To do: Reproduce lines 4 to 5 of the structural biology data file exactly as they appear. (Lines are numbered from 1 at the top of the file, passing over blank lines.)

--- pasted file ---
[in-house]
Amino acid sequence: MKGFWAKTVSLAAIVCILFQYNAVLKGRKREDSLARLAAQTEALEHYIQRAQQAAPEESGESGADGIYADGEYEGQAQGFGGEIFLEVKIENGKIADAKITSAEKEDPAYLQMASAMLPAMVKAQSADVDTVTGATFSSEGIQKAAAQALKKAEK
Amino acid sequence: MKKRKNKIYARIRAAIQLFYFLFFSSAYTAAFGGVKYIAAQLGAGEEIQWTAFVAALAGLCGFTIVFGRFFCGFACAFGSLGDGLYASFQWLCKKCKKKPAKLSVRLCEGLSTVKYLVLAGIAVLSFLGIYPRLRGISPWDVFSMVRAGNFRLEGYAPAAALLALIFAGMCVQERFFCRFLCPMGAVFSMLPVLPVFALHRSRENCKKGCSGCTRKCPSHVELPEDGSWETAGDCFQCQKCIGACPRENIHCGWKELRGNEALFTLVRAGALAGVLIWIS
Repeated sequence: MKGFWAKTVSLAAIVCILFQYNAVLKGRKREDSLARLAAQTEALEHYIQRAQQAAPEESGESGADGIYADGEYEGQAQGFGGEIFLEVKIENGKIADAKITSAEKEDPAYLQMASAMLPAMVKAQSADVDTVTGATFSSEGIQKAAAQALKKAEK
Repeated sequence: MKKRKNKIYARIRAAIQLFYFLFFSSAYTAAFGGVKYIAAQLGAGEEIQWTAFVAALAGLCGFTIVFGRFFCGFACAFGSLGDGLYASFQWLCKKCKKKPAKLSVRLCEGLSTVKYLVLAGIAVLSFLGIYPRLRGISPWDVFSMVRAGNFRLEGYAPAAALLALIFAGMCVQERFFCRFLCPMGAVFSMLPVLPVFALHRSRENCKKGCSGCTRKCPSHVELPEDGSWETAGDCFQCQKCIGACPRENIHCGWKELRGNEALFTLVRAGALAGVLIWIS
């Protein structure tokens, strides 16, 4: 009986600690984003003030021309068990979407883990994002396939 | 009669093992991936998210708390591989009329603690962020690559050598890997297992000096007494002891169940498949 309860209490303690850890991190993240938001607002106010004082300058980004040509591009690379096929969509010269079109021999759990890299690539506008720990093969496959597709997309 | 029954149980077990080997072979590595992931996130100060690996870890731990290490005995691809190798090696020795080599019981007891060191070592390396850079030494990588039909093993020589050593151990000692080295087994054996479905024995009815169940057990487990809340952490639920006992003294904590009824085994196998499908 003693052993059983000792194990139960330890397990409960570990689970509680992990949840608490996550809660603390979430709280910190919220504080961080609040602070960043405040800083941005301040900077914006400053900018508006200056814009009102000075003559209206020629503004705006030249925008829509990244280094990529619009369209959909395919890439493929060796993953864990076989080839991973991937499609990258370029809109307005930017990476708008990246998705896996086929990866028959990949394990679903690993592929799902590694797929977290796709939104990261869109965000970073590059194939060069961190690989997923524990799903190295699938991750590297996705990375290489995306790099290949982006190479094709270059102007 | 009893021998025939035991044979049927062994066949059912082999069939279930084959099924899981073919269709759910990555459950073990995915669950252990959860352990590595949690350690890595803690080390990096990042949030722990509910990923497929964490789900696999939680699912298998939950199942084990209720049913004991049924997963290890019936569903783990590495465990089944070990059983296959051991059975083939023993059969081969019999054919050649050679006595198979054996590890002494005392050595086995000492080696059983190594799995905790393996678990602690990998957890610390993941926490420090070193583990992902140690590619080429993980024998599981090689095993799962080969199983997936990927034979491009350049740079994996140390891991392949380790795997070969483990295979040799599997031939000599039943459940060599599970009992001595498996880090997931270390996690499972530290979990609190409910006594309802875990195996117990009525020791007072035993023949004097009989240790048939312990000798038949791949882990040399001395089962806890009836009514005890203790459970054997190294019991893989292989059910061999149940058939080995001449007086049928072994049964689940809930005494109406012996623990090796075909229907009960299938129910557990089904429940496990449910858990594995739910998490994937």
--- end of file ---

Repeated sequence: MKGFWAKTVSLAAIVCILFQYNAVLKGRKREDSLARLAAQTEALEHYIQRAQQAAPEESGESGADGIYADGEYEGQAQGFGGEIFLEVKIENGKIADAKITSAEKEDPAYLQMASAMLPAMVKAQSADVDTVTGATFSSEGIQKAAAQALKKAEK
Repeated sequence: MKKRKNKIYARIRAAIQLFYFLFFSSAYTAAFGGVKYIAAQLGAGEEIQWTAFVAALAGLCGFTIVFGRFFCGFACAFGSLGDGLYASFQWLCKKCKKKPAKLSVRLCEGLSTVKYLVLAGIAVLSFLGIYPRLRGISPWDVFSMVRAGNFRLEGYAPAAALLALIFAGMCVQERFFCRFLCPMGAVFSMLPVLPVFALHRSRENCKKGCSGCTRKCPSHVELPEDGSWETAGDCFQCQKCIGACPRENIHCGWKELRGNEALFTLVRAGALAGVLIWIS